Halibut season opens this week with lower catch limits than last year

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Catch limits for Pacific halibut are 10.3% lower than last year across all user groups – including commercial and recreational fishermen. Altogether, they’re allowed to catch 36.97 million pounds of halibut overall, which is about 4.2 million pounds less than last year.

This year’s catch limits for Alaska’s halibut fishery are lower than last year. (Photo courtesy NOAA Fisheries)

Kurt Iverson is a fishery management specialist with NOAA Fisheries. He says that doesn’t tell the whole story; it wasn’t a drop in catch limits for all areas.

“There were significant drops in individual areas,” said Iverson.

The stock assessment showed different rates of declines across the fishery. But the Lower 48 actually saw higher numbers than last year and no cuts to its catch limits. Alaska’s fishery, however, saw cuts across the board. 

The International Pacific Halibut Commission sets catch limits and completes the yearly stock assessment in cooperation with the U.S. and Canada. The fishery includes California, Oregon and Washington; British Columbia in Canada; and waters along Alaska’s coastline from Southeast out the Aleutian Chain – plus the Pribilof Islands. 

Harvest limits for the Central Gulf of Alaska, which is the largest fishing area by volume and includes most of the fishing grounds off Kodiak Island, are about 17% lower than last year.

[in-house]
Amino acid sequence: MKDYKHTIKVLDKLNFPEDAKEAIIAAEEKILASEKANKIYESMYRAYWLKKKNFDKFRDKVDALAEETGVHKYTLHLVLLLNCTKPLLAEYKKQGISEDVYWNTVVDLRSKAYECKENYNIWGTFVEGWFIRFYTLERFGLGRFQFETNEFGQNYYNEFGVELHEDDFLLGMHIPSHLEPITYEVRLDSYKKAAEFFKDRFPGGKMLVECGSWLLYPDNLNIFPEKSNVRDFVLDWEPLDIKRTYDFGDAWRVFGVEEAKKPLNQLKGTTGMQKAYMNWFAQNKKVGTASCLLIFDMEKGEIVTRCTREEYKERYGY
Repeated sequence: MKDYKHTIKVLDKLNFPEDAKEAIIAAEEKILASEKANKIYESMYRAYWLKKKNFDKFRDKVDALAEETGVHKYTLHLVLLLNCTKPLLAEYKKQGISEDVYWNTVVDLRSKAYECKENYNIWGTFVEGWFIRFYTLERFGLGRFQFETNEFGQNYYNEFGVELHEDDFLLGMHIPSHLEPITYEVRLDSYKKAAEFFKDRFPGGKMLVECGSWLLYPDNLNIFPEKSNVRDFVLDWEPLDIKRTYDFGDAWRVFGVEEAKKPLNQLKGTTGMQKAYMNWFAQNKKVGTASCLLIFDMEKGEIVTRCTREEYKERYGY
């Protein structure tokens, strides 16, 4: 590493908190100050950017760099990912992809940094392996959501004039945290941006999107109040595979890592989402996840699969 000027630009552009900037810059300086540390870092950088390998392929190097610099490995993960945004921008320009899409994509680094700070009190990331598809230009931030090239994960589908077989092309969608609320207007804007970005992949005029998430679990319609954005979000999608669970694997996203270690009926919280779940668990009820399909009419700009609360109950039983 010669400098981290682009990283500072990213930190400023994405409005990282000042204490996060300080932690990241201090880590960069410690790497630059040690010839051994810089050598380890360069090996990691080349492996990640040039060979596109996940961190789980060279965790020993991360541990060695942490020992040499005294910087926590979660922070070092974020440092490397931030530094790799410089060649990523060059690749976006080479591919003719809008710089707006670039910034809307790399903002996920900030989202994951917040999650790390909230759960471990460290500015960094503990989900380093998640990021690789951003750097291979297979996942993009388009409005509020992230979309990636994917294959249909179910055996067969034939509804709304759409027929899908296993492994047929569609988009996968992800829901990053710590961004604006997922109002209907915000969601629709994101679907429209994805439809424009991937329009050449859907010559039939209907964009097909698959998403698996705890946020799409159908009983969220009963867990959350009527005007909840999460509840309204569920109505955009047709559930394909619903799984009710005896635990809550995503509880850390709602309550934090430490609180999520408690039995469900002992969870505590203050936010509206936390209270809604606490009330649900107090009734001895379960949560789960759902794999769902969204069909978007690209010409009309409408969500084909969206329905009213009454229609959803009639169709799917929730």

According to NOAA, 95% of halibut is landed in Alaska; in 2021, the state’s commercial fishery was worth more than $115 million. There are 2,234 unique halibut quota share holders in Alaska.

Iverson said biologists and fishery managers had a number of concerns going into this year – starting with the fishery’s performance last year.

“The catch per unit of effort was the lowest historic performance we’ve seen,” said Iverson. 

Catch per unit effort, or CPUE, which is one indicator of how much halibut there is to catch, was down 15% last year. 

Iverson says that’s partly because the fishery is mostly relying on stocks of fish from two strong halibut years: 2012 and 2005. 

“Now those fish from 2005, they’re 17 years old right now, and they are aging out, he said. “And the year classes between 2012 and 2005, were relatively small.”

Iverson says biologists and managers don’t have a crystal ball, but as older fish age out of the fishery, most are looking cautiously at the years ahead. 

Halibut season runs from March 10 through early December.

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